Posts Tagged ‘ LA ’


Photo via Hypetrak

Macklemore and Ryan Lewis on Grammy night 2014

Irony was a big theme for the Grammy’s this year. Every year someone somewhere feels like they got snubbed, but this year’s biggest snub to me was Kendrick Lamar losing out to Macklemore and Ryan Lewis for best Rap Album. It is truly irony at it’s finest. If there is one thing I love more than or as much as I love sports, it’s music. All kinds of music, no matter what it is. If it’s good I’ll probably like it – although the “good” argument is a whole other story. Hip-Hop in particular has a special place in my heart though. I still remember being wowed by Slick Rick’s (possibly my favorite rapper of all-time) ability to create a vivid picture in my mind on Children’s Story. When I was five years old I was rapping Wu-Tang’s C.R.E.A.M with my Dad and my brothers. I rode shotgun through the streets of Brooklyn with Jay-Z’s Reasonable Doubt, In My Lifetime and Vol. 2: Hard Knock Life as soundtracks. Hip-Hop is different from a lot of other genres of music in certain ways; no better, no worse just different. The quality of a rap artist’s lyrics are held to a higher standard, because a rap song is judged based on the ability of the MC to keep the listener engaged with their wordplay, flow, subject matter etc.

Nobody did that better on an entire album this year than Kendrick Lamar, and that includes the artists he looks up to: Jay-Z, Kanye West and Eminem. His album, Good Kid, M.A.A.D City, chronicled his transformation from a naive teenager, in the volatile and unforgiving streets of Compton, California, to a young man. Over 12 tracks he becomes aware of how bad his situation is and that he needs to be a part of the change that his city needs. The album’s crowning achievement in my opinion was “Sing About Me, I’m Dying of Thirst”. It perfectly chronicles two damaging, but prevalent lifestyles (gang life and prostitution) that are apparent in his neighborhood and typically lead to untimely deaths. He raps about the different effects both of these had on him and ends hoping that once he is dead and gone someone will be inspired by whatever life he manages to live. As an artist Kendrick is extremely knowledgeable and present with issues that are very real without condoning or condemning them. His music speaks to people like him using what has happened  in his life and shows the consequences of those things. Very rarely can a artist make a song like Swimming Pools, that eloquently tells the listener about the dangers of binge drinking then turn around and have that song be a radio/club smash. The irony of that song’s message and resulting popularity and impact is proof that Kendrick is a different and gifted artist.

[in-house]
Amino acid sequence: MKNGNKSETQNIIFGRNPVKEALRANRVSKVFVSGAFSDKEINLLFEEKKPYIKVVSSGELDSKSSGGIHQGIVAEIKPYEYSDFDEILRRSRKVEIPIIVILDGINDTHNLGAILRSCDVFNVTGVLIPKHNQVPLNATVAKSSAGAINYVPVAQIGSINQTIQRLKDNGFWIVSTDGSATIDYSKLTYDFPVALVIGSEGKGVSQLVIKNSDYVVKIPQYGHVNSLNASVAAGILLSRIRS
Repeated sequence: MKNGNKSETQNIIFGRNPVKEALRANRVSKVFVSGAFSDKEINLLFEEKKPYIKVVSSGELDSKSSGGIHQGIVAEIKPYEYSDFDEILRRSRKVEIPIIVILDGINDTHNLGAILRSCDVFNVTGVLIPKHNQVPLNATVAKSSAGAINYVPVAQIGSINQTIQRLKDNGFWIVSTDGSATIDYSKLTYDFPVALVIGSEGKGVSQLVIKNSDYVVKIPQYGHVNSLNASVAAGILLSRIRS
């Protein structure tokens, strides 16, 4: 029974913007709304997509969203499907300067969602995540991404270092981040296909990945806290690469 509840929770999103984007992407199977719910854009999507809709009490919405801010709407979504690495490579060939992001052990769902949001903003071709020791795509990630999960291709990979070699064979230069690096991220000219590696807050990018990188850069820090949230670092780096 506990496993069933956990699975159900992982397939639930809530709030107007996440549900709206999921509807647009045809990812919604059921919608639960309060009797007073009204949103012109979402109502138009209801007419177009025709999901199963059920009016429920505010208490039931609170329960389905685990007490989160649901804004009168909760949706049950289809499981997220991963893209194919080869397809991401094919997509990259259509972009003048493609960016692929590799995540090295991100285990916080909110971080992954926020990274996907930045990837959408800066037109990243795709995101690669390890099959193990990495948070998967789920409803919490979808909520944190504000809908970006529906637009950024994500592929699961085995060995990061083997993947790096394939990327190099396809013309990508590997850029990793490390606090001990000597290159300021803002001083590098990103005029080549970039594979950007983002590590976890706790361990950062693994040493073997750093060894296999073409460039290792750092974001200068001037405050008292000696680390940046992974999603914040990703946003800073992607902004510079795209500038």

This album highlighted all of his talents. Storytelling (So now I’m down Rosecrans in a Caravan/Passing Alameda, my gas meter in need of a pump/I got enough to get me through the traffic jam/At least I hope cause my pockets broke as a promise man), wordplay (Hotboxing like George Foreman grilling the masses/Of the working world, we pulled up on a bunch of working girls/And asked them what they working with) and maybe most importantly the ability to tackle subjects about social issues (And you ask, “Lift up your shirt” cause you wonder if a tattoo/Of affiliation can make it a pleasure to put me through/Gang files, but that don’t matter because the matter is racial profile/I heard them chatter: “He’s probably young but I know that he’s down”). He also tried new things and experimented with different sounds. Possibly the most popular song, Bitch Don’t Kill My Vibe, has a hook that makes him sound almost alien-like at times. The second half of the song M.A.A.D City you hear his voice go through a range of “the voice you use when you’re calling the cops for ransom” to “I just swallowed an abnormal amount of helium.” But it works to make you feel like you just smoked a joint laced with angel dust, which is the point he’s trying to make. In a word, Good Kid M.A.A.D City is effective. It paints a picture of his life then and why he is here now.

Photo via Celeb n music 247 website

Kendrick Lamar’s GQ shoot

Now with all that said I’m not suggesting that Macklemore and Ryan Lewis aren’t great artist or that they didn’t make an effective album. Those two managed to hit the top of the charts independently which is an amazing feat and their music is also very good. They have no intention of being anyone else but themselves. They tackled the huge social issue of equality, particularly gay and lesbian rights, on the song Same Love. But having three top-10 songs on Billboard and making the best rap album are two different things. Macklemore himself even said he felt Kendrick had the better album and blamed the voting process as to why he won. Ironic though that the album entitled The Heist stole an award away from someone. I mean seriously, you just can’t write that kind of thing. Kendrick got snubbed no doubt, but he seemed to handle it pretty gracefully. His Grammy mash-up with Imagine Dragons was dope on multiple levels and woke the show up after it got very boring – then they went to an acoustic country performance by Kacey I said irony was a theme. He’s also had an awesome year as far as his career success goes – cover of GQ kind of puts you on the map if you weren’t already. At the end of the day winning a Grammy won’t validate how good he is or how great classic his album is. The Grammy’s will continue to snub artists and whole genres, as long as people keep watching (this year was the second-highest rated show in 21 years). Ironically Kendrick predicted this would happen in his song Good Kid (He don’t mind, he know we’ll never respect, the good kid, m.A.A.d. city).